Google’s got game
When news leaked that Google (or Alphabet if you want to be particular) was creating a platform that would enable it to become the Netflix of gaming it was met with a mix of intrigue, excitement, trepidation and indifference. The nostalgia kids of the office were immediately transported back into their brother/sister/cousin/neighbours living room floor where hours were spent guiding a small blue hedgehog and his helicopter-tailed buddy through a labyrinth of mazes, loops and golden rings. Was there any better feeling than slapping your first-placed friend with a green shell right before the finish line?
You, yes you with the hand in the air!
“No, no sir there was not!”
Since those heady days gaming has taken on a whole new meaning; graphics are near movie quality, consoles cost the same as a small car, and movie stars are cast as lead characters – so the idea that we could soon be able to access almost unlimited games from any device at any time sounds like you’ve just proved the existence of leprechauns and their pot of gold.
Google cast its all-seeing eyes over the $140bn industry and inherently called out its major flaws – cross platform integration and cost. Stadia promises to eradicate both of these, albeit as long as your internet speed can keep up. It’s a bold but obvious move for Google when you note it certainly has the data, and servers, to back it up – right now, Google gets over 200 million active users logging on every day to look at gaming content. Youtube has over 50bn watched hours of gaming video content. That’s a massive audience to feed your related ads to.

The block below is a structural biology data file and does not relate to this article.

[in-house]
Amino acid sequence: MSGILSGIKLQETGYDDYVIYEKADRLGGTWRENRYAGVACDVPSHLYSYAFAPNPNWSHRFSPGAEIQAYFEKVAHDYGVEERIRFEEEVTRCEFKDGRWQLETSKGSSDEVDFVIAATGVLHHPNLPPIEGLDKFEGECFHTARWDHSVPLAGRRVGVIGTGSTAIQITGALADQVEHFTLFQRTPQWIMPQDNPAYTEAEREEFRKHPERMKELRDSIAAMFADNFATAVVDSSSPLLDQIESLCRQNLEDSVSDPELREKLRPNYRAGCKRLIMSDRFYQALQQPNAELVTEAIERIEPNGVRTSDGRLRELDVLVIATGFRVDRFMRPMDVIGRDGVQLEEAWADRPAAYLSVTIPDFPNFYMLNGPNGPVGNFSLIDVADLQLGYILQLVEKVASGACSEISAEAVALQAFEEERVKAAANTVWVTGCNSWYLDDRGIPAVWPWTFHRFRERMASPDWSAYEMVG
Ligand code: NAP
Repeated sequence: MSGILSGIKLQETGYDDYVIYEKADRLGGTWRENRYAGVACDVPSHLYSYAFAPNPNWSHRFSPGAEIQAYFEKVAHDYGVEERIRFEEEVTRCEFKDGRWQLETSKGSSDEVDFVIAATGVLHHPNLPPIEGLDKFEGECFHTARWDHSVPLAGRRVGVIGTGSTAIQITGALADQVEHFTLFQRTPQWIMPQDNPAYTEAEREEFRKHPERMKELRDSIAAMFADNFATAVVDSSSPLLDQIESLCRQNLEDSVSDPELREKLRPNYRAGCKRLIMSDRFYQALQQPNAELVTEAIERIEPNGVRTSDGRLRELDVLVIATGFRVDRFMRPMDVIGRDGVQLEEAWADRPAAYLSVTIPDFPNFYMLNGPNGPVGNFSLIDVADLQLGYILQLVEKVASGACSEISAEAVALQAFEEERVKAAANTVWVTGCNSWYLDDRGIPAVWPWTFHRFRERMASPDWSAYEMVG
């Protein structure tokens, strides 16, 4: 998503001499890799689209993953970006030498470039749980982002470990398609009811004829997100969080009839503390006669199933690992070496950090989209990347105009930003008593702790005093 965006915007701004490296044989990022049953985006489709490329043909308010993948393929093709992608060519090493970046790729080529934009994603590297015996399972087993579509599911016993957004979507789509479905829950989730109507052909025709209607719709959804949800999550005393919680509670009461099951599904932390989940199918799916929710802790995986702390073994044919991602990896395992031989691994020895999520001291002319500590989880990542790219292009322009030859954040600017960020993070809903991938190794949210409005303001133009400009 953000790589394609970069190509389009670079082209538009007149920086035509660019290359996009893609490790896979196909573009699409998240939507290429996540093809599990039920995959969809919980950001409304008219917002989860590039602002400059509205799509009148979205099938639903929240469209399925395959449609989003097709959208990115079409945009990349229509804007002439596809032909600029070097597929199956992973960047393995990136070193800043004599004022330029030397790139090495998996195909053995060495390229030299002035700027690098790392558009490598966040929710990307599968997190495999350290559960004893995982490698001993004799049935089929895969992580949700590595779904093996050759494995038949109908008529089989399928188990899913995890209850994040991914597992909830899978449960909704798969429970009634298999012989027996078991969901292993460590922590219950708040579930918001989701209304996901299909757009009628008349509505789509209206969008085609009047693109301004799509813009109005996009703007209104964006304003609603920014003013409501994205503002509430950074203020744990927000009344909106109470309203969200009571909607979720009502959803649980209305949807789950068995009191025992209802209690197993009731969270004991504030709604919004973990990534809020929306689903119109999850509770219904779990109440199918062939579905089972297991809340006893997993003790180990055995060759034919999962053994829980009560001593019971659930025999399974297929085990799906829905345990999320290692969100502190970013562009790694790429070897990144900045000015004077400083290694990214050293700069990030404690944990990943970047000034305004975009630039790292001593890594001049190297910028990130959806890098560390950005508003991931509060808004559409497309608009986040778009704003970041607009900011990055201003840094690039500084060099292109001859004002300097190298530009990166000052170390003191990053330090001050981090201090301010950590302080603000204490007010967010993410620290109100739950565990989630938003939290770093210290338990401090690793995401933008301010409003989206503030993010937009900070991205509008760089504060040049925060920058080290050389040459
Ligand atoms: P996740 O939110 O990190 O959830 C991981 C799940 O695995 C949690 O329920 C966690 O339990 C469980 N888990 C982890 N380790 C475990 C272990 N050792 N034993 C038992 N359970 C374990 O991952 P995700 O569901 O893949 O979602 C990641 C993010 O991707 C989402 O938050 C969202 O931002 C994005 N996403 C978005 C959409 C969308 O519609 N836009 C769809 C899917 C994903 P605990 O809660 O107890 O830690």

To feed the beast, Google is reliant on the users themselves to create the content and upload directly to their own accounts, then share with the wider network. Sony and Microsoft (current kings of console gaming) have already embarked on their own cloud based gaming adventures, meaning the big G could be losing hours of content to its competitors. Identifying this external gap between recording and uploading, Google has decided to tackle the problem head on by launching Stadia – which will have a streamlined process for sharing your best bits (stop that) to YouTube and the Google network. This becomes a self-serving cycle, with YouTube returning the traffic to Stadia through suggestions, ads and content.
As of yet, die-hard gamers have yet to be blown away by what they’ve seen. Fears over lag times and processing power as well as an apparent lack of lead titles haven’t got them ear-marking their direct debit columns just yet, but with every passing day and announcement it becomes apparent that this is much more than a race to be the first (which was the downfall of Google Glass) but a race to be the best. What we’ll be keeping an eye on is the marketing eco-system which comes with the prowess of Stadia’s mother brand. The platform boasts access for gamers through VR, mobile and in-home; so we’re sure to see big activations in major cities and conferences across the world.
Game-changer? Game on.